4 Things That Health Consumers Want Now

Satisfying today’s health care consumer is no simple task. Yet, amid the multitude of challenges health care executives face today, none may be more foundational to their organizations’ future growth, reputation and ability to serve and compete in a rapidly changing environment.

The recently released third installment of the 2024 National Consumer Survey Series from Jarrard Inc., a Chartis Company, explores what leads patients to choose providers, how patients want to access care and what they want in their relationship with providers.

The findings and analysis provide insights on how consumers define and assess quality and how executives and marketing/communications leaders can position their organizations locally and within the wider health care landscape.

Patients are split on preferred scheduling method. If all options were available, what would be your preferred method for scheduling, rescheduling, or canceling routine appointments? Phone call: 50%. Computer: 22%. Smartphone: 18%. Walk-in: 19%.

4 Takeaways from the Survey

1 | Don’t talk past patients on quality matters.

Providers often highlight awards and rankings in their messages to the community even as they simultaneously place a consistent internal focus on quality metrics as defined by the Centers for Medicare & Medicaid Services.

Both are important, but patients have a different view of quality, the report states. To patients, quality is simply a physician who listens to their concerns and a staff that is friendly, caring and provides a clear vision for how to improve their health.


Awards, ratings and the organization’s brand name were at the bottom of the list in how patients view quality. This suggests that highlighting external accolades may be useful within a wider marketing strategy, but it should not be the central focus, notes Pattie Cuen, senior vice president at Jarrard and former health system marketing and communications leader. Instead, emphasize the caring, personal experience patients will have — and back it up with thoughtful operations and staffing.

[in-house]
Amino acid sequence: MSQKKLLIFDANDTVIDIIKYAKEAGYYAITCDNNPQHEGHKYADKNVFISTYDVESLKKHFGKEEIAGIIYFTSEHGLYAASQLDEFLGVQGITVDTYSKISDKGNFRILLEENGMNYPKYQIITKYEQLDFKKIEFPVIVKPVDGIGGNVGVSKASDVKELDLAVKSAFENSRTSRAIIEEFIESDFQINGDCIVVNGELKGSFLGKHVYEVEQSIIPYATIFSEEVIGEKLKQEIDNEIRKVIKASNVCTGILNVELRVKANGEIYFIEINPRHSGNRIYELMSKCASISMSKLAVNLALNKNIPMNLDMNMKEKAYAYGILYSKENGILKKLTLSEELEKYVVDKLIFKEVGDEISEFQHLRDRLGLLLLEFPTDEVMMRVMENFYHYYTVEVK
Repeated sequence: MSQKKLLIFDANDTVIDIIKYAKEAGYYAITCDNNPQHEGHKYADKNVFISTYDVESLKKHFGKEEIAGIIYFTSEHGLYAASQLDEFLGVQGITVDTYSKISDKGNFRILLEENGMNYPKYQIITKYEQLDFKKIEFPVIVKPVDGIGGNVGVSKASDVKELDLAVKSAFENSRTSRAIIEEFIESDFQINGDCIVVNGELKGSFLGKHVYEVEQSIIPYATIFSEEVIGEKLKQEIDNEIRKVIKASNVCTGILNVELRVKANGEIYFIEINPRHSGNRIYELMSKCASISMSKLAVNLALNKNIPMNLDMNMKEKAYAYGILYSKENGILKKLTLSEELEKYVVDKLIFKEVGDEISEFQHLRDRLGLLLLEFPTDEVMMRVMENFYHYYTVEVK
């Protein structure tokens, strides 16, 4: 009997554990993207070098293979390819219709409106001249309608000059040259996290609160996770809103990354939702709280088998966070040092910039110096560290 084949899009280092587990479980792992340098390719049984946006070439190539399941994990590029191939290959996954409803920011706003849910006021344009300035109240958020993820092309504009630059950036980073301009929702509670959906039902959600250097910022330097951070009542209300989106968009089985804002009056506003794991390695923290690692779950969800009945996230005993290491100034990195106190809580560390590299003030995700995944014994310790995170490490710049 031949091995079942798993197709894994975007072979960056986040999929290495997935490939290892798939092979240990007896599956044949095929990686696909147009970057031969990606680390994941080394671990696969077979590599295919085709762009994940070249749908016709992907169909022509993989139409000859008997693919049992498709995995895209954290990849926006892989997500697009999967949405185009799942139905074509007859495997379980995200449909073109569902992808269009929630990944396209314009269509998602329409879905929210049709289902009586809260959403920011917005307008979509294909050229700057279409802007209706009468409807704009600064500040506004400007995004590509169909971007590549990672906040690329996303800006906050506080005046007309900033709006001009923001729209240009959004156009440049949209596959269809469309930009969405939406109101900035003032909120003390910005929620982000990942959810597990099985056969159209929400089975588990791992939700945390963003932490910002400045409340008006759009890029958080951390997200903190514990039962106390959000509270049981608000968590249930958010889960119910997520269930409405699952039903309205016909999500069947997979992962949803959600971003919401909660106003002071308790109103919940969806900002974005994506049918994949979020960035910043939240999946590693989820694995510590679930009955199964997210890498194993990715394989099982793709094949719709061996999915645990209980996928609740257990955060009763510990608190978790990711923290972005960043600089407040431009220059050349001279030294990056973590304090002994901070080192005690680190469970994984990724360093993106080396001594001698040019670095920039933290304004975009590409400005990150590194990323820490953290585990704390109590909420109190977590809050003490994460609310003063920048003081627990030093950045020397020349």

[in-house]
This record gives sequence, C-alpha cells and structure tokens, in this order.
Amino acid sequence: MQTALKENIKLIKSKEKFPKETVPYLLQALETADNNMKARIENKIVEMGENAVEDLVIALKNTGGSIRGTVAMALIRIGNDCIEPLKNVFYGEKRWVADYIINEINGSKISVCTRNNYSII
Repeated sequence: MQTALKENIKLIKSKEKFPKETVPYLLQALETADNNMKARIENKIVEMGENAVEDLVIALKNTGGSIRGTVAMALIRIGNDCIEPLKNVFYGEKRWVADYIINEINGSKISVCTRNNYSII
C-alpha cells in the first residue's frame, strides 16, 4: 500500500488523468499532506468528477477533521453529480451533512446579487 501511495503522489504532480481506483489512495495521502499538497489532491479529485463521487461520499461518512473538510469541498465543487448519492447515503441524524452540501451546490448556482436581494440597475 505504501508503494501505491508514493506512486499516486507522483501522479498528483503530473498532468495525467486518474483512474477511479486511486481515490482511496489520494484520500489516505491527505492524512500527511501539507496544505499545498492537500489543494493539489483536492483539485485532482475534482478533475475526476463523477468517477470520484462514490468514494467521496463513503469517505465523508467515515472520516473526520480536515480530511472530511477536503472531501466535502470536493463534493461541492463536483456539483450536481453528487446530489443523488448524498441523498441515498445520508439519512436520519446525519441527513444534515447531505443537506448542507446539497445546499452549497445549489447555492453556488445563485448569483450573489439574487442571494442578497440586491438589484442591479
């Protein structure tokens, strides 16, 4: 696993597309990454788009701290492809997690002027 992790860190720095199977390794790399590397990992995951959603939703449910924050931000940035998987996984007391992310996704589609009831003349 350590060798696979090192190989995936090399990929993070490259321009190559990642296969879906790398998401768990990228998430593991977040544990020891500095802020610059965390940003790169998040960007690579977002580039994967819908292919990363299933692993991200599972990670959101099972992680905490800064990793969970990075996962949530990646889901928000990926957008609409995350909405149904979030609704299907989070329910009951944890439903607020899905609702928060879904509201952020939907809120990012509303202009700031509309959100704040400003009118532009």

2 | Insurance acceptance and word of mouth are king in provider selection.

Four out of five respondents said finding a provider who accepts their insurance is “very important” or “important.” About 70% said that a convenient location is important for finding a provider, with slightly more than half giving strong weight to good online ratings and reviews.

Among the 80% of respondents who have an established relationship with a primary care physician (PCP), one-third found them through a trusted friend or family member. Only about one in four found their PCP through a list provided by their insurance plan.


Word of mouth from a trusted source is key to making a final decision, meaning every function and individual within a medical practice or hospital must work to provide an outstanding experience for patients — who then can become an organization’s biggest advocates.

3 | Explain virtual care options.

Just under half the respondents had a virtual care visit within the past two years, and 90% said they were” very satisfied” or “somewhat satisfied” with the experience. But a significant portion of the respondents weren’t clear about their options: 30% said they weren’t sure if their health plan offered virtual care and about one in four didn’t know if their PCP or specialist offered remote options.

Meanwhile, of those who chose not to use virtual care, 55% said it was because they preferred in-person visits with their doctor, reinforcing the personal, relational nature of medical care.


Consider ways to draw more attention to and educate patients about your telehealth services. This will help meet some consumers' desire for more convenient ways to access care.

4 | Meet patients’ scheduling needs.

More than half of respondents have used an app or website to schedule a medical appointment in the last year. Half said that if all options were available (including an app or website), they would prefer scheduling routine appointments by phone.


Providers must continue offering digital and analog scheduling methods, while maintaining or strengthening phone support and expanding the availability of online tools. It is worth considering how to educate and equip patients to become more comfortable with digital scheduling tools. But none of this matters if the patient ends up unable to get a convenient appointment, the analysis states.

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